Some recent changes to Ubuntu have changed the way we set a static IP in Ubuntu 12.04 and 12.10. Previously we could change the /etc/resolv.conf file adding in our static IP details. But due to some internal changes I’m finding it more stable to make changes in the graphical interface…. nm-connection-editor, as these new changes are overwriting the file with some generated content.
UPDATE: I have written some instructions on how to set a static IP in a more ‘Linux’ fashion. Check them out here (for wired connections only)
Changing the LXDE screen resolution is easy, but at first its not permanent. Setting a permanent resolution seems quite straightforward in Ubuntu, sometimes! You may have had a few problems setting the resolution in Ubuntu 11.10 (among other things – which has led many people to seek out new distributions).
Opening a terminal isn’t as important as it used to be in Ubuntu. Ubuntu is quite user friendly now (though some would argue it is moving against that with it’s unity interface!) but using a terminal is still as powerful as ever!
Recently Filezilla crashes on drag and drop, I believe its an Ubuntu 11.10 problem as I don’t remember this occurring before. It’s pretty drastic so I’m sure I would have noticed!
Whenever I try to drag and drop a folder Filezilla disappears (exits or crashes – however you want to explain it!). It wasn’t too painful to fix…. luckily.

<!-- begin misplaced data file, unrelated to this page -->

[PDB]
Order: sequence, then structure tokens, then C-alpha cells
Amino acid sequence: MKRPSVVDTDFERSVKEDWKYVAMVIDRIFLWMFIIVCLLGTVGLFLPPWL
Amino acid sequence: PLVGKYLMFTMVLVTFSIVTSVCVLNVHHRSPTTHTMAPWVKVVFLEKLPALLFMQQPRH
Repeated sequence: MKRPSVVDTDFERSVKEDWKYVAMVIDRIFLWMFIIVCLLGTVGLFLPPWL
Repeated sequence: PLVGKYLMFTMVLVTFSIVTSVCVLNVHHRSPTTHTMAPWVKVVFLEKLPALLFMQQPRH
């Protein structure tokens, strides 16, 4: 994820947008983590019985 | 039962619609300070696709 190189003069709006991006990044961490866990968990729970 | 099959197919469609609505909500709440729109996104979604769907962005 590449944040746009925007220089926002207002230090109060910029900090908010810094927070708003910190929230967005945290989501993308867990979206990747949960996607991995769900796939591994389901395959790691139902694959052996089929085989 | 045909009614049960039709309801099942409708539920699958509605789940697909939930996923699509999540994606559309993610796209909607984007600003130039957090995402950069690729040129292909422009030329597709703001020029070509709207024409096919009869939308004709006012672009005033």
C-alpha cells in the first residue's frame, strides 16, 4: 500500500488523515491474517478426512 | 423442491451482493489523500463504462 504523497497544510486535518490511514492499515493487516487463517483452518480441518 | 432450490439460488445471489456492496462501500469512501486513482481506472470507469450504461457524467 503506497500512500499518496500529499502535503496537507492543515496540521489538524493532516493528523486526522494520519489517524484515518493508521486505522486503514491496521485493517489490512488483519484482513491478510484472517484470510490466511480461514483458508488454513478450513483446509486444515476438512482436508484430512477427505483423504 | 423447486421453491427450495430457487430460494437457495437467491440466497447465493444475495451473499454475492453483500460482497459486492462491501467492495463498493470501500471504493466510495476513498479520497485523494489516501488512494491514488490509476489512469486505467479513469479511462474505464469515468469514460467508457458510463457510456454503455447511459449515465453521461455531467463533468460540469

Install LAMP Server on Ubuntu?
A few complex packages but all (bar linux!) can be installed with one command and then following the on-screen instructions:
(NOTE: All the commands here need to be typed into a terminal, open one by pressing Ctrl+Alt+T.)
I recently posted an answer on askubuntu regarding the LightDM resolution settings. I thought it would be best to bring it over here and maybe explain things a bit better.
Dual monitor settings in Ubuntu are clumsy at best. I have tried set ups on numerous machines and I find the most reliable method is to change the monitors.xml file. For more information on monitors.xml, check out the Ubuntu Wiki on Resolutions.
Sometimes in you find yourself in the middle of a graphical meltdown, all of a sudden the restart X shortcut for Ubuntu is your best friend! Otherwise you find yourself trying to drop out of graphical mode into a terminal user. Or heading straight for the power button!
So, what is the restart X shortcut for Ubuntu?
For a long time the restart X shortcut was:
Ctrl + Alt + Backspace
This helped many people out of a bad spot. Graphic capabilities were limited in them days and hang ups were more common. Hardware and Linux distributions have improved since and become more stable since then.
Since Ubuntu 10.04 this was changed to the lesser known shortcut:
Alt + PrtScr/SysReq + K